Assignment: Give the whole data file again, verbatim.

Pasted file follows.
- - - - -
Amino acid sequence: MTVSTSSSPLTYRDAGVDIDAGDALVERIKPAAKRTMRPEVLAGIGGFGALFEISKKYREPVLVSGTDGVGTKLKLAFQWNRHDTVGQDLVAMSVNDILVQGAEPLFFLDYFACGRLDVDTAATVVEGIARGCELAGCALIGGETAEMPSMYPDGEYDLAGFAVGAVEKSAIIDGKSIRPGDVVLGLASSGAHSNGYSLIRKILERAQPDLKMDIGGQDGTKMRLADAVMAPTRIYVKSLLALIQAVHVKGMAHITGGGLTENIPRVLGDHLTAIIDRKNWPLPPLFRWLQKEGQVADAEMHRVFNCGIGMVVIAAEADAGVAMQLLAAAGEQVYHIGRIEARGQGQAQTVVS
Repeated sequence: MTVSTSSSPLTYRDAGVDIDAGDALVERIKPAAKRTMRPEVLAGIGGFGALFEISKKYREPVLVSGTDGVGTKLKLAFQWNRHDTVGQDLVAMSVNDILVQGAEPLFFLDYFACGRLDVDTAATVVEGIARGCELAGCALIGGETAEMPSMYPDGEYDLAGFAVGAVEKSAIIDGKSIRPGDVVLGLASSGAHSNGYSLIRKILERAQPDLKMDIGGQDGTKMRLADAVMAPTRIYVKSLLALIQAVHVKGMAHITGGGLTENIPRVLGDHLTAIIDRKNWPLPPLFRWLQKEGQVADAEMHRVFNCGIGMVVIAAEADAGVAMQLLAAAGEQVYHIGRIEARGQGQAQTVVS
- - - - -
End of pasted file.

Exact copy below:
Amino acid sequence: MTVSTSSSPLTYRDAGVDIDAGDALVERIKPAAKRTMRPEVLAGIGGFGALFEISKKYREPVLVSGTDGVGTKLKLAFQWNRHDTVGQDLVAMSVNDILVQGAEPLFFLDYFACGRLDVDTAATVVEGIARGCELAGCALIGGETAEMPSMYPDGEYDLAGFAVGAVEKSAIIDGKSIRPGDVVLGLASSGAHSNGYSLIRKILERAQPDLKMDIGGQDGTKMRLADAVMAPTRIYVKSLLALIQAVHVKGMAHITGGGLTENIPRVLGDHLTAIIDRKNWPLPPLFRWLQKEGQVADAEMHRVFNCGIGMVVIAAEADAGVAMQLLAAAGEQVYHIGRIEARGQGQAQTVVS
Repeated sequence: MTVSTSSSPLTYRDAGVDIDAGDALVERIKPAAKRTMRPEVLAGIGGFGALFEISKKYREPVLVSGTDGVGTKLKLAFQWNRHDTVGQDLVAMSVNDILVQGAEPLFFLDYFACGRLDVDTAATVVEGIARGCELAGCALIGGETAEMPSMYPDGEYDLAGFAVGAVEKSAIIDGKSIRPGDVVLGLASSGAHSNGYSLIRKILERAQPDLKMDIGGQDGTKMRLADAVMAPTRIYVKSLLALIQAVHVKGMAHITGGGLTENIPRVLGDHLTAIIDRKNWPLPPLFRWLQKEGQVADAEMHRVFNCGIGMVVIAAEADAGVAMQLLAAAGEQVYHIGRIEARGQGQAQTVVS